The 14th Annual Ethnography Symposium took place at the University of Portsmouth from 28 – 30 August 2019. The Faculty of Business and Law and the Faculty of Humanities and Social Sciences at the University of Portsmouth hosted the event.
The social world we study has changed in many ways and so does how we practice ethnography. While the principles of long-term immersion in the field, systematic observation and writing detailed fieldnotes remain at the heart of ethnographic research, a lot has changed around the definition of the ‘field’, the focus of the research, the style of writing, and the mode of communication.
The 2019 Ethnography Symposium brought together ethnographers in different disciplines who engage in wide forms of ethnographic research. The symposium highlighted the richness and diversity of ethnographic methods.
- Dr Hamid Foroughi, University of Portsmouth
- Dr Sarah Charman, University of Portsmouth, Institute of Criminal Justice Studies
- Dr Mike Rowe, University of Liverpool
- Dr Harriet Shortt, University of the West of England
- Dr David Calvey, Manchester Metropolitan University
- Professor Paul Atkinson, University of Cardiff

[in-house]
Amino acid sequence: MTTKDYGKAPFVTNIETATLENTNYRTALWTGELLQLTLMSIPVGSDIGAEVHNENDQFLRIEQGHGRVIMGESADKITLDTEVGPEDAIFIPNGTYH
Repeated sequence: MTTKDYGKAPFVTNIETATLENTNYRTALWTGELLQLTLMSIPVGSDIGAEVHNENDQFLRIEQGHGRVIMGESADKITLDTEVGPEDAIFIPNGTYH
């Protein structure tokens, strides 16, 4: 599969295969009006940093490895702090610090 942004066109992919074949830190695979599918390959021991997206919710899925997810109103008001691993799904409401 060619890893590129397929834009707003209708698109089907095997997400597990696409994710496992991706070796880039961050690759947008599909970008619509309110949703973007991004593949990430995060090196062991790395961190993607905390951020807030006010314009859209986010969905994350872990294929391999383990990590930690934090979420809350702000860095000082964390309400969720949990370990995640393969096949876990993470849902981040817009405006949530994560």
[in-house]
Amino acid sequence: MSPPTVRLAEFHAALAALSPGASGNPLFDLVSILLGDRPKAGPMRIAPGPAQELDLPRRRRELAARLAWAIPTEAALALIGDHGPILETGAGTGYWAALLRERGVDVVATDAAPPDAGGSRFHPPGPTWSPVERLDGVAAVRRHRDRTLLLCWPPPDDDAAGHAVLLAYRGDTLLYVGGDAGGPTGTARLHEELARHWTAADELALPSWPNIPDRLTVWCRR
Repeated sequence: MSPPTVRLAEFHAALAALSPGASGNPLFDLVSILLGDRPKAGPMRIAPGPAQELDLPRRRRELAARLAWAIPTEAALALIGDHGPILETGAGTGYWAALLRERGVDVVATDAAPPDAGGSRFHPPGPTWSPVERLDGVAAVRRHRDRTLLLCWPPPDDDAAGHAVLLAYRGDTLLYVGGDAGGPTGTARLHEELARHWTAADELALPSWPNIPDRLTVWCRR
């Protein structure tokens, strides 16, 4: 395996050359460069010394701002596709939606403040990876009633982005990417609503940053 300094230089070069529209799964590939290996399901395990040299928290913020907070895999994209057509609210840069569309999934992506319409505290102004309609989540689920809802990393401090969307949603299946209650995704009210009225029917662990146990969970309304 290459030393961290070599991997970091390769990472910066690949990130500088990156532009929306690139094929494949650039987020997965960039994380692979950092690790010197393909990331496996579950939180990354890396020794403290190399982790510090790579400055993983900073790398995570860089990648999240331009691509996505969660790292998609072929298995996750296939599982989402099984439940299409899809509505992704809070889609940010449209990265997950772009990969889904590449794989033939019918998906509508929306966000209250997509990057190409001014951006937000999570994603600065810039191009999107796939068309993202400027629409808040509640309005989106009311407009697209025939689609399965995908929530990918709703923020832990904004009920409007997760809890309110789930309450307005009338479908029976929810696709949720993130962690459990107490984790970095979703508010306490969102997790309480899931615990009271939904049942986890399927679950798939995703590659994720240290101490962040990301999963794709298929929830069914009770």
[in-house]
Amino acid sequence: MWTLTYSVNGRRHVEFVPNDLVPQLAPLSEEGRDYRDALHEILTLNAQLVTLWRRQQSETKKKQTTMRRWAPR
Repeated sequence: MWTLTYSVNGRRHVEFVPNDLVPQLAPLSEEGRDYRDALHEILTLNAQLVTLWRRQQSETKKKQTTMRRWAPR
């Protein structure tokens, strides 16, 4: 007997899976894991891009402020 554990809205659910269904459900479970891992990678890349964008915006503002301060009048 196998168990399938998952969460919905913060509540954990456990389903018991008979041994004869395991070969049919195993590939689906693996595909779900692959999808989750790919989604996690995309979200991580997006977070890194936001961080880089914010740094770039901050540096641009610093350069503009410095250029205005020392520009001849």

The 2019 Best Paper Ward was co-sponsored by Emerald Publishing and went to Abigail Schoneboom and Jason Slade for their paper titled Question your Teaspoons.
PhD Presentation awards
Kyla Wicks, Jonny Briggs, Joanne Vincett and Akash Puranik won £200 each for their PhD presentations.
Ethnographers have embraced new ways in how they explore social phenomena and how they communicate their research. This involves an increased awareness of the importance of utilising a wide range of senses - beyond observation - to navigate ethnographic research and explore hidden aspects of social life (e.g. ‘deep story’). Ethnographers are also increasingly utilising a range of communicative resources in their work – including recorded sound, still and moving images, as well as speech and writing (e.g. multi-modal ethnography). Further, some other researchers work on the olfactory as well as the visual and auditory aspects through ethnography. More recently, researchers have adapted ethnographic methods to the study of communities and cultures created through computer-mediated social interactions (whether as virtual ethnography or netnography and even auto netnography). There is a clear recognition that multisensory experience and advanced technology have changed the way we understand and research everyday life.